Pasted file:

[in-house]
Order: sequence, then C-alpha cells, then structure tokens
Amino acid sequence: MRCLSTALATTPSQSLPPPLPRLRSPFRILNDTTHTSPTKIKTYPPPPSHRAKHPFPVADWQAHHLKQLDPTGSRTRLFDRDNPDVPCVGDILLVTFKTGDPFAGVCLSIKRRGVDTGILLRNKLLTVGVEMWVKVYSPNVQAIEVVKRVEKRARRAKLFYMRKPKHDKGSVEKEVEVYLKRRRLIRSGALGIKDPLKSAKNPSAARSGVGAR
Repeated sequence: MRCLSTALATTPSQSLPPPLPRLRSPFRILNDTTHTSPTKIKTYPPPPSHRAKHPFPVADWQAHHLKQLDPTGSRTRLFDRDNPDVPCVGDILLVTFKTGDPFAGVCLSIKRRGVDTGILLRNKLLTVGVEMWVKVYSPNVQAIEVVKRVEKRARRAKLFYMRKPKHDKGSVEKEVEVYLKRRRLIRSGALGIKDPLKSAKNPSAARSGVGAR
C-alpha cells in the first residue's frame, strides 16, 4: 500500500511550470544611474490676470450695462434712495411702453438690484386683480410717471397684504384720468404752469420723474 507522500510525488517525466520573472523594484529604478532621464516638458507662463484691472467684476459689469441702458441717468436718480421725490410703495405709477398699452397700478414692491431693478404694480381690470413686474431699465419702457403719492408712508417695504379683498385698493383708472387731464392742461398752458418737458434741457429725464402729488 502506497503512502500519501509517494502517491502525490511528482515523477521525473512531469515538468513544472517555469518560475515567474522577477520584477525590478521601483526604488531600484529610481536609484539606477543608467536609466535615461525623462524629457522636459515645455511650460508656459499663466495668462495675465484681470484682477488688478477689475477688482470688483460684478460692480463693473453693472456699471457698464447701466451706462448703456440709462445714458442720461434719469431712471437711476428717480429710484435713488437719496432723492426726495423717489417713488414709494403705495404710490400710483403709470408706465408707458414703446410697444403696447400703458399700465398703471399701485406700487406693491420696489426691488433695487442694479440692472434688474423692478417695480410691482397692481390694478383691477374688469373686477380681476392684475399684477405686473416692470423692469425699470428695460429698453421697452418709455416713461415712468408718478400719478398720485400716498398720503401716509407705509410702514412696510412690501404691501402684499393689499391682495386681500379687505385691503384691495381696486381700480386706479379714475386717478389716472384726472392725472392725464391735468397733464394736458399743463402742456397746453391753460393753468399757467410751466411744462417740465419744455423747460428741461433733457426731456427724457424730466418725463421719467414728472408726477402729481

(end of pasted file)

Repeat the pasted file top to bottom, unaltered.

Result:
[in-house]
Order: sequence, then C-alpha cells, then structure tokens
Amino acid sequence: MRCLSTALATTPSQSLPPPLPRLRSPFRILNDTTHTSPTKIKTYPPPPSHRAKHPFPVADWQAHHLKQLDPTGSRTRLFDRDNPDVPCVGDILLVTFKTGDPFAGVCLSIKRRGVDTGILLRNKLLTVGVEMWVKVYSPNVQAIEVVKRVEKRARRAKLFYMRKPKHDKGSVEKEVEVYLKRRRLIRSGALGIKDPLKSAKNPSAARSGVGAR
Repeated sequence: MRCLSTALATTPSQSLPPPLPRLRSPFRILNDTTHTSPTKIKTYPPPPSHRAKHPFPVADWQAHHLKQLDPTGSRTRLFDRDNPDVPCVGDILLVTFKTGDPFAGVCLSIKRRGVDTGILLRNKLLTVGVEMWVKVYSPNVQAIEVVKRVEKRARRAKLFYMRKPKHDKGSVEKEVEVYLKRRRLIRSGALGIKDPLKSAKNPSAARSGVGAR
C-alpha cells in the first residue's frame, strides 16, 4: 500500500511550470544611474490676470450695462434712495411702453438690484386683480410717471397684504384720468404752469420723474 507522500510525488517525466520573472523594484529604478532621464516638458507662463484691472467684476459689469441702458441717468436718480421725490410703495405709477398699452397700478414692491431693478404694480381690470413686474431699465419702457403719492408712508417695504379683498385698493383708472387731464392742461398752458418737458434741457429725464402729488 502506497503512502500519501509517494502517491502525490511528482515523477521525473512531469515538468513544472517555469518560475515567474522577477520584477525590478521601483526604488531600484529610481536609484539606477543608467536609466535615461525623462524629457522636459515645455511650460508656459499663466495668462495675465484681470484682477488688478477689475477688482470688483460684478460692480463693473453693472456699471457698464447701466451706462448703456440709462445714458442720461434719469431712471437711476428717480429710484435713488437719496432723492426726495423717489417713488414709494403705495404710490400710483403709470408706465408707458414703446410697444403696447400703458399700465398703471399701485406700487406693491420696489426691488433695487442694479440692472434688474423692478417695480410691482397692481390694478383691477374688469373686477380681476392684475399684477405686473416692470423692469425699470428695460429698453421697452418709455416713461415712468408718478400719478398720485400716498398720503401716509407705509410702514412696510412690501404691501402684499393689499391682495386681500379687505385691503384691495381696486381700480386706479379714475386717478389716472384726472392725472392725464391735468397733464394736458399743463402742456397746453391753460393753468399757467410751466411744462417740465419744455423747460428741461433733457426731456427724457424730466418725463421719467414728472408726477402729481